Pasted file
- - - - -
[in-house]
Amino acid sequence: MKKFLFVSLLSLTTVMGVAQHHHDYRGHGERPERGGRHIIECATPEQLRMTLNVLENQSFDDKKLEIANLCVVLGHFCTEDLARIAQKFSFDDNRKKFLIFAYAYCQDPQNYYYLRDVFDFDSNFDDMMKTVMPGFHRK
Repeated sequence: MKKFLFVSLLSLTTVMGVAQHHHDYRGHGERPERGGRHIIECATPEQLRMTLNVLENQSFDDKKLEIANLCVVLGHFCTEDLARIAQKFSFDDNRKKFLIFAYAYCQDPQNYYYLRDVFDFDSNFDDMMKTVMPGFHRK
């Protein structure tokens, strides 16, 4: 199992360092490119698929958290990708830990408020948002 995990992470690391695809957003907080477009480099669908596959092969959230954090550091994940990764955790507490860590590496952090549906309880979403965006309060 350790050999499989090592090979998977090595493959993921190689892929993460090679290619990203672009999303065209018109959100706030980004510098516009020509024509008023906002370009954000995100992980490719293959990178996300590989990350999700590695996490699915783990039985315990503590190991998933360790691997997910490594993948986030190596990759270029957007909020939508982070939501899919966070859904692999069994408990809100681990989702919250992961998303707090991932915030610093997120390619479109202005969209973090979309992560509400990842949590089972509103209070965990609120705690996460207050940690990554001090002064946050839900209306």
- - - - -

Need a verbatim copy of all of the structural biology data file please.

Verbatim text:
[in-house]
Amino acid sequence: MKKFLFVSLLSLTTVMGVAQHHHDYRGHGERPERGGRHIIECATPEQLRMTLNVLENQSFDDKKLEIANLCVVLGHFCTEDLARIAQKFSFDDNRKKFLIFAYAYCQDPQNYYYLRDVFDFDSNFDDMMKTVMPGFHRK
Repeated sequence: MKKFLFVSLLSLTTVMGVAQHHHDYRGHGERPERGGRHIIECATPEQLRMTLNVLENQSFDDKKLEIANLCVVLGHFCTEDLARIAQKFSFDDNRKKFLIFAYAYCQDPQNYYYLRDVFDFDSNFDDMMKTVMPGFHRK
């Protein structure tokens, strides 16, 4: 199992360092490119698929958290990708830990408020948002 995990992470690391695809957003907080477009480099669908596959092969959230954090550091994940990764955790507490860590590496952090549906309880979403965006309060 350790050999499989090592090979998977090595493959993921190689892929993460090679290619990203672009999303065209018109959100706030980004510098516009020509024509008023906002370009954000995100992980490719293959990178996300590989990350999700590695996490699915783990039985315990503590190991998933360790691997997910490594993948986030190596990759270029957007909020939508982070939501899919966070859904692999069994408990809100681990989702919250992961998303707090991932915030610093997120390619479109202005969209973090979309992560509400990842949590089972509103209070965990609120705690996460207050940690990554001090002064946050839900209306």